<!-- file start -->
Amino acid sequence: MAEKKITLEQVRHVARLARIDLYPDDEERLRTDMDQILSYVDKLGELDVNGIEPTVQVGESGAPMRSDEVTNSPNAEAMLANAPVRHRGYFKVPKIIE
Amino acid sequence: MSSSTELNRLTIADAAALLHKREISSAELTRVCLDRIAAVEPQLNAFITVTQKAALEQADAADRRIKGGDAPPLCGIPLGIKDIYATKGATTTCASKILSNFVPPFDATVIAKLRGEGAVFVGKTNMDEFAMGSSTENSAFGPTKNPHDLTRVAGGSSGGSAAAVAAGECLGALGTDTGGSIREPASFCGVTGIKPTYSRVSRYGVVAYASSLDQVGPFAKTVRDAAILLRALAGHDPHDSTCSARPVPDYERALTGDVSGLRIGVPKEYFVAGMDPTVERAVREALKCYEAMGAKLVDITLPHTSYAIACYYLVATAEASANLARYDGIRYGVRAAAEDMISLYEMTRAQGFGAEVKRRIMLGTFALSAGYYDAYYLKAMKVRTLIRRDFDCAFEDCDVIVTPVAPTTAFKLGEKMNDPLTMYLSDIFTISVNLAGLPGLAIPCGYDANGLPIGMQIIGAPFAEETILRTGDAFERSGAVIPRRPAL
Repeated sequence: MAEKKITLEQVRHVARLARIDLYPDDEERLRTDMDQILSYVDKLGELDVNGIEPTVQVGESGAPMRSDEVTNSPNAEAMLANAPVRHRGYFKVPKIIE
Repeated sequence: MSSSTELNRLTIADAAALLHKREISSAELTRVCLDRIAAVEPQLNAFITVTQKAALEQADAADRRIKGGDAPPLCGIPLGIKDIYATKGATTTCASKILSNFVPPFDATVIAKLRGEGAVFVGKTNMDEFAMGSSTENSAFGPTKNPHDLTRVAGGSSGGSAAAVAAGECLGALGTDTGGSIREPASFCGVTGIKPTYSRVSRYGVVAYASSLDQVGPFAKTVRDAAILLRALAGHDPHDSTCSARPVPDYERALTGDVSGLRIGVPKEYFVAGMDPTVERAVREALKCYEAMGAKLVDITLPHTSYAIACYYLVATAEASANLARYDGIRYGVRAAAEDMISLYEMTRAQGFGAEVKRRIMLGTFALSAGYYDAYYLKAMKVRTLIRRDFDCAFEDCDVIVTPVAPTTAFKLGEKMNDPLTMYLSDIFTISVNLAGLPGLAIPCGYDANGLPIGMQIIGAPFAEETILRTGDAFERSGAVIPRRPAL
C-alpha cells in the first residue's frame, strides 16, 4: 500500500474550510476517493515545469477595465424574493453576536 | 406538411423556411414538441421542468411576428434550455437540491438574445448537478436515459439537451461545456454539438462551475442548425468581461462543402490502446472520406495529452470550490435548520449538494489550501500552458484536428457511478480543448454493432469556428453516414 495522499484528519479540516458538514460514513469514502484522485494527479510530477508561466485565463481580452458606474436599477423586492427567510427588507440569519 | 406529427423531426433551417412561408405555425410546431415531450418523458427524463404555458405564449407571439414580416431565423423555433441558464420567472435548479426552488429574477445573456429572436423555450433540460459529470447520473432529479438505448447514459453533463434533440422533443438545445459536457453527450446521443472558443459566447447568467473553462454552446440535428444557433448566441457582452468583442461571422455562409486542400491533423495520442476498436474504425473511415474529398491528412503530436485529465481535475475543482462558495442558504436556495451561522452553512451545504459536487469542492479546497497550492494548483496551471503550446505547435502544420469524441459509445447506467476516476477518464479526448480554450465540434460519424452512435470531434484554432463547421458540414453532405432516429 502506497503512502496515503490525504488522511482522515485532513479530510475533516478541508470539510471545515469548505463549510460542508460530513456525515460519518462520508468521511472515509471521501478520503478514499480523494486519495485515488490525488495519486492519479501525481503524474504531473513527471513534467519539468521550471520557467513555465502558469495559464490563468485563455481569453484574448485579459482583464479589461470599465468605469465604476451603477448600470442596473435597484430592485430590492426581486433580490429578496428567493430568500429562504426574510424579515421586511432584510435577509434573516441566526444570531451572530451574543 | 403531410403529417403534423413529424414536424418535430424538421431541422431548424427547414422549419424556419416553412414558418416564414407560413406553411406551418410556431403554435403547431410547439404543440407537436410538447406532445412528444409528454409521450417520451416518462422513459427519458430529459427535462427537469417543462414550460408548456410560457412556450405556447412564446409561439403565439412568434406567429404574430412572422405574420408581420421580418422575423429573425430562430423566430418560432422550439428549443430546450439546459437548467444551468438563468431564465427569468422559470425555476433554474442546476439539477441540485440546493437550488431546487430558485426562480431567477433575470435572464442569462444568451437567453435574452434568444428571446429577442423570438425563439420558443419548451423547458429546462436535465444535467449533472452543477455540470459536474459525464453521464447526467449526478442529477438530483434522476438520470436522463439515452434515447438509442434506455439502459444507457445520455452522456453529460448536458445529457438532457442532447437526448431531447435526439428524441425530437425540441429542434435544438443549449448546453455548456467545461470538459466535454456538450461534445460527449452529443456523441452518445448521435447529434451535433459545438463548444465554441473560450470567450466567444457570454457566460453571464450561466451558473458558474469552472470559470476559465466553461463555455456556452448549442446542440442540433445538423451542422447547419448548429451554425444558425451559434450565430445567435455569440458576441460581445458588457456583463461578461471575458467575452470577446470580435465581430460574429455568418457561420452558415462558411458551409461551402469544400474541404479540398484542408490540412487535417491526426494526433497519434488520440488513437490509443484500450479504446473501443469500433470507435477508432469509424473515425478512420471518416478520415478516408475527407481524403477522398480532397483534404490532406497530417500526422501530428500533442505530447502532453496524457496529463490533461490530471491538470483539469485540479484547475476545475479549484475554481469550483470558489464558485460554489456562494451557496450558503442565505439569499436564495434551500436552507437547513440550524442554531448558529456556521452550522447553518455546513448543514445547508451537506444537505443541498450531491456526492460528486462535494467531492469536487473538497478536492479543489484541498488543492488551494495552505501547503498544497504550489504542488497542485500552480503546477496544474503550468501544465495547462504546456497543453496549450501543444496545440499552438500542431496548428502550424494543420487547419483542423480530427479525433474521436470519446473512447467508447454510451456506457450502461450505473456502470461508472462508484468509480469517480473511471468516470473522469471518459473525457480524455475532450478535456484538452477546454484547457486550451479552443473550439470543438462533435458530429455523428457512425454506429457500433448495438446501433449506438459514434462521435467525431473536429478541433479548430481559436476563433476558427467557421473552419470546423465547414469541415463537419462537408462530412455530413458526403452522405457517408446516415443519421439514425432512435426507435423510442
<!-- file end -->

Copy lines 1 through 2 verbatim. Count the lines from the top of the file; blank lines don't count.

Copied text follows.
Amino acid sequence: MAEKKITLEQVRHVARLARIDLYPDDEERLRTDMDQILSYVDKLGELDVNGIEPTVQVGESGAPMRSDEVTNSPNAEAMLANAPVRHRGYFKVPKIIE
Amino acid sequence: MSSSTELNRLTIADAAALLHKREISSAELTRVCLDRIAAVEPQLNAFITVTQKAALEQADAADRRIKGGDAPPLCGIPLGIKDIYATKGATTTCASKILSNFVPPFDATVIAKLRGEGAVFVGKTNMDEFAMGSSTENSAFGPTKNPHDLTRVAGGSSGGSAAAVAAGECLGALGTDTGGSIREPASFCGVTGIKPTYSRVSRYGVVAYASSLDQVGPFAKTVRDAAILLRALAGHDPHDSTCSARPVPDYERALTGDVSGLRIGVPKEYFVAGMDPTVERAVREALKCYEAMGAKLVDITLPHTSYAIACYYLVATAEASANLARYDGIRYGVRAAAEDMISLYEMTRAQGFGAEVKRRIMLGTFALSAGYYDAYYLKAMKVRTLIRRDFDCAFEDCDVIVTPVAPTTAFKLGEKMNDPLTMYLSDIFTISVNLAGLPGLAIPCGYDANGLPIGMQIIGAPFAEETILRTGDAFERSGAVIPRRPAL